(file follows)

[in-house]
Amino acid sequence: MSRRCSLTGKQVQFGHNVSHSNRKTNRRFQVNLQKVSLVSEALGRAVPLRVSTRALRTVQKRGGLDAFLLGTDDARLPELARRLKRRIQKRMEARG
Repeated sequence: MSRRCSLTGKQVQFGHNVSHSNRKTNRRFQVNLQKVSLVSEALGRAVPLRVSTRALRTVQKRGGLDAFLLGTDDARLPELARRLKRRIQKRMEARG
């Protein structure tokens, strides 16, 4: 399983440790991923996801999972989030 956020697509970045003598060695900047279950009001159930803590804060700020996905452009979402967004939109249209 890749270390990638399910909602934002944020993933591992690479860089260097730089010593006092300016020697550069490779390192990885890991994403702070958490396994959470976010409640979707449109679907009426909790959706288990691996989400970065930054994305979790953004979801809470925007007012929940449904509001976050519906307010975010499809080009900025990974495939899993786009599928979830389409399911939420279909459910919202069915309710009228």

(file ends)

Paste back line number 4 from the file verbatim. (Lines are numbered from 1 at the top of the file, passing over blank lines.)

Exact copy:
């Protein structure tokens, strides 16, 4: 399983440790991923996801999972989030 956020697509970045003598060695900047279950009001159930803590804060700020996905452009979402967004939109249209 890749270390990638399910909602934002944020993933591992690479860089260097730089010593006092300016020697550069490779390192990885890991994403702070958490396994959470976010409640979707449109679907009426909790959706288990691996989400970065930054994305979790953004979801809470925007007012929940449904509001976050519906307010975010499809080009900025990974495939899993786009599928979830389409399911939420279909459910919202069915309710009228």